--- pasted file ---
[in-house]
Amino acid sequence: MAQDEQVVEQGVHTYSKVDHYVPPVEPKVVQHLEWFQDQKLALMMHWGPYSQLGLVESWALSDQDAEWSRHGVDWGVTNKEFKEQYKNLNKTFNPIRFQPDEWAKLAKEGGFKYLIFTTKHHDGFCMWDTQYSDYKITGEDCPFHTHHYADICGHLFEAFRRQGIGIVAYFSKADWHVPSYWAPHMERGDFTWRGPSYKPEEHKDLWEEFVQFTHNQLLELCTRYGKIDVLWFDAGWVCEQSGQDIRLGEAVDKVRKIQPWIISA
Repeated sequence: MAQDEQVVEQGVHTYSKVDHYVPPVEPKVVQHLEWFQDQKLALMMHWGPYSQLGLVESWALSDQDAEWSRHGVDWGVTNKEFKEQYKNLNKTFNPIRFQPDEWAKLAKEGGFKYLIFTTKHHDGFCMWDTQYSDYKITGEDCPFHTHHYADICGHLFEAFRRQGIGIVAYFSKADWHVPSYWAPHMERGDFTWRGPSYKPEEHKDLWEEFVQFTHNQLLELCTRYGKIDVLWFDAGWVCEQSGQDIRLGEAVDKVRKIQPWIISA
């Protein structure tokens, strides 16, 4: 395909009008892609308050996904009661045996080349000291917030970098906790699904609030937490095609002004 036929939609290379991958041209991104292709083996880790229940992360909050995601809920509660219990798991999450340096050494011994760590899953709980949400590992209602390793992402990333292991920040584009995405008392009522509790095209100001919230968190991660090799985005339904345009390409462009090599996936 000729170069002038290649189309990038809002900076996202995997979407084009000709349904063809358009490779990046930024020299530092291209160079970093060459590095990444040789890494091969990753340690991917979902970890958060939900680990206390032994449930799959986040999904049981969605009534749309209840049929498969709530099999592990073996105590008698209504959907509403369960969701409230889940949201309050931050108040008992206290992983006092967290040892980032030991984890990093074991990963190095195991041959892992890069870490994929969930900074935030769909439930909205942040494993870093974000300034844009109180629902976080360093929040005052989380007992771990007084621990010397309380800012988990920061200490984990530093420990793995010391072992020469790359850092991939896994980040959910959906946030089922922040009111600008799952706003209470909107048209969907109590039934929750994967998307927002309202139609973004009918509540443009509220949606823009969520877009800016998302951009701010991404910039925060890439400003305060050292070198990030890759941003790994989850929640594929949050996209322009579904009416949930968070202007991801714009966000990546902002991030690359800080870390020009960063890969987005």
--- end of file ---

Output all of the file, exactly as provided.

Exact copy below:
[in-house]
Amino acid sequence: MAQDEQVVEQGVHTYSKVDHYVPPVEPKVVQHLEWFQDQKLALMMHWGPYSQLGLVESWALSDQDAEWSRHGVDWGVTNKEFKEQYKNLNKTFNPIRFQPDEWAKLAKEGGFKYLIFTTKHHDGFCMWDTQYSDYKITGEDCPFHTHHYADICGHLFEAFRRQGIGIVAYFSKADWHVPSYWAPHMERGDFTWRGPSYKPEEHKDLWEEFVQFTHNQLLELCTRYGKIDVLWFDAGWVCEQSGQDIRLGEAVDKVRKIQPWIISA
Repeated sequence: MAQDEQVVEQGVHTYSKVDHYVPPVEPKVVQHLEWFQDQKLALMMHWGPYSQLGLVESWALSDQDAEWSRHGVDWGVTNKEFKEQYKNLNKTFNPIRFQPDEWAKLAKEGGFKYLIFTTKHHDGFCMWDTQYSDYKITGEDCPFHTHHYADICGHLFEAFRRQGIGIVAYFSKADWHVPSYWAPHMERGDFTWRGPSYKPEEHKDLWEEFVQFTHNQLLELCTRYGKIDVLWFDAGWVCEQSGQDIRLGEAVDKVRKIQPWIISA
């Protein structure tokens, strides 16, 4: 395909009008892609308050996904009661045996080349000291917030970098906790699904609030937490095609002004 036929939609290379991958041209991104292709083996880790229940992360909050995601809920509660219990798991999450340096050494011994760590899953709980949400590992209602390793992402990333292991920040584009995405008392009522509790095209100001919230968190991660090799985005339904345009390409462009090599996936 000729170069002038290649189309990038809002900076996202995997979407084009000709349904063809358009490779990046930024020299530092291209160079970093060459590095990444040789890494091969990753340690991917979902970890958060939900680990206390032994449930799959986040999904049981969605009534749309209840049929498969709530099999592990073996105590008698209504959907509403369960969701409230889940949201309050931050108040008992206290992983006092967290040892980032030991984890990093074991990963190095195991041959892992890069870490994929969930900074935030769909439930909205942040494993870093974000300034844009109180629902976080360093929040005052989380007992771990007084621990010397309380800012988990920061200490984990530093420990793995010391072992020469790359850092991939896994980040959910959906946030089922922040009111600008799952706003209470909107048209969907109590039934929750994967998307927002309202139609973004009918509540443009509220949606823009969520877009800016998302951009701010991404910039925060890439400003305060050292070198990030890759941003790994989850929640594929949050996209322009579904009416949930968070202007991801714009966000990546902002991030690359800080870390020009960063890969987005």